Bluffdale investigates mayoral candidate over complaints from his time as fire chief


Budget inconsistencies, a lack of leadership, inappropriate coverage, no guidance regarding COVID-19, and fear and intimidation were some of the notes on emails from affected firefighters that led to John Roberts resigning as as the Bluffdale Fire Chief in 2020.

Roberts has served the department since 1973 and became Bluffdale’s first full-time fire chief in 2012. When he announced he was running for mayor of Bluffdale earlier this year, residents investigated the candidate. and complaints filed by three firefighters in March 2020 have come to light.

Bluffdale City Council held a closed-door meeting on October 14 to discuss additional allegations that were raised by firefighters this year, after the initial complaints came to light. These new charges, if true, are “criminal in nature,” said Todd Sheeran, city attorney. Bluffdale is currently working with an outside agency to investigate them.

The first three reports were filed with Mark Reid, City Manager of Bluffdale, and expressed concern that firefighters were not given direction to manage exposure to COVID-19 and did not have the equipment for personal protection required. Self-contained breathing masks were also not installed every year, in violation of federal rules, they said in emails reviewed by The Salt Lake Tribune.

They also alleged that the service was often under-staffed, even when the list indicated that there were four firefighters on duty on different shifts, especially on holidays. Employees would be paid twice as much by having their names in a blank space on days they were not working, firefighters said. Roberts also did not bring extra pay for the holidays to budget discussions, the city manager’s notes say.

Roberts was rarely in the department, the complaints say. “Most people think he works the plumbing most of the day when he should be on duty as a chef,” one of the emails read. Firefighters also said there were untreated repairs around stations, including backing up plumbing in showers and broken toilets.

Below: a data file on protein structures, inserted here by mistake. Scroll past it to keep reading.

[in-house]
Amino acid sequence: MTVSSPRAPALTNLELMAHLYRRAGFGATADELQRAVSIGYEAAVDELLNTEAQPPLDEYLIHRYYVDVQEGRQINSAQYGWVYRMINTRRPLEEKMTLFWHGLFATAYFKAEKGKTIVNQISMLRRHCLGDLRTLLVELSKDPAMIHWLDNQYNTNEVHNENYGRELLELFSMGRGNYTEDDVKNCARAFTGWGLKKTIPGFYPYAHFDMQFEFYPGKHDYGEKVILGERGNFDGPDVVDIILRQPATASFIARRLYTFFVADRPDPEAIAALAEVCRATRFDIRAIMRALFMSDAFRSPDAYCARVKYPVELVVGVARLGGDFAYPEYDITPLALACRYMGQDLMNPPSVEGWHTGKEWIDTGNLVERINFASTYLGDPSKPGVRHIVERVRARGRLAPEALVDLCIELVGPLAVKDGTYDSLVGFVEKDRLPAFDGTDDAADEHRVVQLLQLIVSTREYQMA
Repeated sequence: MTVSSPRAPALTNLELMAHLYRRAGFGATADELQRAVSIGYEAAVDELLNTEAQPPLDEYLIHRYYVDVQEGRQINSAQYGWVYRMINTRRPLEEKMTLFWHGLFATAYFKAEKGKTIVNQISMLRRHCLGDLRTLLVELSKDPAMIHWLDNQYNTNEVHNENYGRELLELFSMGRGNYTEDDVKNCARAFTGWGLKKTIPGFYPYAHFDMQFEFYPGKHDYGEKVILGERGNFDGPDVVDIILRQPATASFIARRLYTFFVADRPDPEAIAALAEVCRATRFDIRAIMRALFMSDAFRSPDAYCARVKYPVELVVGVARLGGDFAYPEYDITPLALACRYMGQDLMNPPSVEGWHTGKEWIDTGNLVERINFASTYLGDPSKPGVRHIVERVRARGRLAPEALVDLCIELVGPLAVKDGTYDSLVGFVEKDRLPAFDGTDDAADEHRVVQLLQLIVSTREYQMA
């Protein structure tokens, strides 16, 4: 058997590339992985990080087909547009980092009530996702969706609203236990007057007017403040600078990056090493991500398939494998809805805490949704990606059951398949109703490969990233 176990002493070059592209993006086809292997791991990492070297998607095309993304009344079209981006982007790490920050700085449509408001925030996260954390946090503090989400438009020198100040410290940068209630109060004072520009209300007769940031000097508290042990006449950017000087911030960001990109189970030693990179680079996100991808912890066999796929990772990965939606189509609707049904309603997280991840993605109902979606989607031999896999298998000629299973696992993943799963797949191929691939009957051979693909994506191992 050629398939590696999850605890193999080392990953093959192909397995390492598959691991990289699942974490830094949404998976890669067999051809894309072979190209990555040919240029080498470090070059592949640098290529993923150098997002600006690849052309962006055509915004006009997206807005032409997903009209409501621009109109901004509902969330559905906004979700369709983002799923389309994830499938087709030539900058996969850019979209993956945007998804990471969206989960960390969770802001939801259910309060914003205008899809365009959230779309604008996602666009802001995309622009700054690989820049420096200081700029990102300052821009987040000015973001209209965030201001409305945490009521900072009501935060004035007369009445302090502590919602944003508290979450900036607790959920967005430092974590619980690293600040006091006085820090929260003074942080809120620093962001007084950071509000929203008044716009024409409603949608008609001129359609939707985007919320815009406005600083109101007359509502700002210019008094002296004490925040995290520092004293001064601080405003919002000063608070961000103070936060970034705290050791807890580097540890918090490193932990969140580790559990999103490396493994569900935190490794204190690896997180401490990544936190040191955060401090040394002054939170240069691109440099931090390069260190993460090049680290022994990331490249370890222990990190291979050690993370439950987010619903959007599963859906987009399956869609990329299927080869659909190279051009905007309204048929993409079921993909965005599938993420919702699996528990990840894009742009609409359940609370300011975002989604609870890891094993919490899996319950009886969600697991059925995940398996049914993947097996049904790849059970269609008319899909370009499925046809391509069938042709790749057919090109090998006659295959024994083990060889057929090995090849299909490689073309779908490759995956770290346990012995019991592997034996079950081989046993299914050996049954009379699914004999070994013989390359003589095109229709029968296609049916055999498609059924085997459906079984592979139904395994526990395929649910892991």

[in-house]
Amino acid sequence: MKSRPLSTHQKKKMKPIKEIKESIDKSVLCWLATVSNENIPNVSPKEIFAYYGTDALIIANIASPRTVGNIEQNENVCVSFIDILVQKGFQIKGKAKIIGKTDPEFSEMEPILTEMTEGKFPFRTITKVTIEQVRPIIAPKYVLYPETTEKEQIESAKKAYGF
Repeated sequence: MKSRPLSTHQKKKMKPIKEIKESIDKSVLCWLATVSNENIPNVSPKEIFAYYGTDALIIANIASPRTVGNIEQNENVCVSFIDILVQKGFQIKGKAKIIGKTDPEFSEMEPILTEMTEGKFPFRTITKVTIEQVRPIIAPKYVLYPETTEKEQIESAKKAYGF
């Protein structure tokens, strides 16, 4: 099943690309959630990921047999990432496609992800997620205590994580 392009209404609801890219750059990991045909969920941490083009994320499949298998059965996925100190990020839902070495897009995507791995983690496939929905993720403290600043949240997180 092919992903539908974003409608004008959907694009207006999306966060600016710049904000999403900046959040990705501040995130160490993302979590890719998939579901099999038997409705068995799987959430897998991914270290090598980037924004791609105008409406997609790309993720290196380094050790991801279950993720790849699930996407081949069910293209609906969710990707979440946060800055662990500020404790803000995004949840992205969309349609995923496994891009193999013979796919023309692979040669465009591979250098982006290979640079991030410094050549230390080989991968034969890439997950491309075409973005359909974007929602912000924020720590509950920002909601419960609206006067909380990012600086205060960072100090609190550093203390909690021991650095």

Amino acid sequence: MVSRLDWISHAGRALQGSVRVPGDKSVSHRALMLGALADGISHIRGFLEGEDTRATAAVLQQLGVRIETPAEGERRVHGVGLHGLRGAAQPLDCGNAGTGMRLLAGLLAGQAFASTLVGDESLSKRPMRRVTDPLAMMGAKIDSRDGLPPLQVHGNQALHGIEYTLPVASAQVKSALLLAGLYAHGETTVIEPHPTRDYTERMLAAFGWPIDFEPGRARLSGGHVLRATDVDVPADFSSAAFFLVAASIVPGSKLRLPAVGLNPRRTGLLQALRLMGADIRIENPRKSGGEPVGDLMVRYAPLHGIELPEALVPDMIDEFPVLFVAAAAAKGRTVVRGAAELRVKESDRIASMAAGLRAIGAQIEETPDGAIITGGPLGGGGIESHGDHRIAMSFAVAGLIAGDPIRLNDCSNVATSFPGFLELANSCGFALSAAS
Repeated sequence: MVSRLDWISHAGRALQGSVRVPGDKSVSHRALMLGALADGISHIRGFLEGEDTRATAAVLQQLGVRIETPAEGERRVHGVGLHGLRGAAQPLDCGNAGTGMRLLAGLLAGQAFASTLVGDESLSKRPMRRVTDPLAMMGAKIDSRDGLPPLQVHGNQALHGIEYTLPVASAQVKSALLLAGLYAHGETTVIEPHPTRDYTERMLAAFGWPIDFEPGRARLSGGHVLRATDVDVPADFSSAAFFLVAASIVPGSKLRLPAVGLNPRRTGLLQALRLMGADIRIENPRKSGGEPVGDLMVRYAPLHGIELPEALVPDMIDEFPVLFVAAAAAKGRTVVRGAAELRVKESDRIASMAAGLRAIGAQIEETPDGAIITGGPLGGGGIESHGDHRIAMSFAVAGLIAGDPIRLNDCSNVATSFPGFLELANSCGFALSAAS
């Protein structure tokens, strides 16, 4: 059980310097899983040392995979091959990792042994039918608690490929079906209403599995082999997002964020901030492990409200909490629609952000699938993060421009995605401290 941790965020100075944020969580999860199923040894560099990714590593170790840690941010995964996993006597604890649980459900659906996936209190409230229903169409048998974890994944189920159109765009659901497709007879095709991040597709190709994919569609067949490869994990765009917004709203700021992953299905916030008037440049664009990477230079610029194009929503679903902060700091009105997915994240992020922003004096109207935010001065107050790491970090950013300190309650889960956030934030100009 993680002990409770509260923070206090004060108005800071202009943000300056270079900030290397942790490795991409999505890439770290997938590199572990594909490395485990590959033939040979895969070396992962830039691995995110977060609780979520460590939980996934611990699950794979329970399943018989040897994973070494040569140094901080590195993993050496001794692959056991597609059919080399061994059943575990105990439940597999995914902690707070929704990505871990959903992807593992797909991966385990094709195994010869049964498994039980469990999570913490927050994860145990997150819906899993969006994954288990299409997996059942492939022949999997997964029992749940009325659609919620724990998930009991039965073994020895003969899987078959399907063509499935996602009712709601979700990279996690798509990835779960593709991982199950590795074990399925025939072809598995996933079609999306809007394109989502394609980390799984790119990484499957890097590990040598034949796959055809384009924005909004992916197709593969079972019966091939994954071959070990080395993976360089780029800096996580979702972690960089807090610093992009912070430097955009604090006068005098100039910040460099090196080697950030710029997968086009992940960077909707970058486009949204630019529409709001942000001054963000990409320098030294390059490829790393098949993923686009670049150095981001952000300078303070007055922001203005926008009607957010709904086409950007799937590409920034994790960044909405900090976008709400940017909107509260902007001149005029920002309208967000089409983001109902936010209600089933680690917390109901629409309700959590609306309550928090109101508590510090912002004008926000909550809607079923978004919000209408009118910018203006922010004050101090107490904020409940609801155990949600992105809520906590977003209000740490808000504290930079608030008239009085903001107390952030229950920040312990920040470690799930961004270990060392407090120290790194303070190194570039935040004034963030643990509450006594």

A department managed “by fear”

Roberts was also accused of nepotism, Reid wrote in his complaints notes, providing maintenance contracts to the businesses of his relatives. Unqualified employees would be placed in positions they were not trained for, including operating fire apparatus, according to the complaints.

“He constantly makes dangerous and mediocre tactical decisions [in fire scenes]”, reported an employee,” and our members are hoping that a Draper or Unified Fire [Authority] The battalion commander arrives quickly to help him control the scene and make the right decisions.

The emails say that if someone “ran into” the chief, firefighters feared their shifts would be cut. “The department is r[un] on fear, ”said one of them.

After the first two complaints, Roberts was put on administrative leave. In an email to city council, Reid said he asked Roberts to take a few days off after Roberts mentioned the complaints, which were supposed to be confidential. But Roberts had heard of it before. Without knowing the identity of the firefighters, he insisted “after his name was cleared, he wanted these two guys to be fired,” an email from Reid told city council.

“There’s no question in my mind that he would retaliate against these two guys if he knew who they were,” Reid wrote. “He was very forceful in denying all the payroll issues. “

Roberts resigned from the fire department on April 8, 2020. In the separation agreement, Roberts received his full salary until the end of the year. He was also eligible for rehiring in a different position for the city.

Looking forward

“All of this controversy has more to do with the election than anything else,” Roberts wrote in an email to The Tribune. “I have always put the safety of our residents first. It was my job. This is also what I like. That’s what I promised to do when I became a firefighter.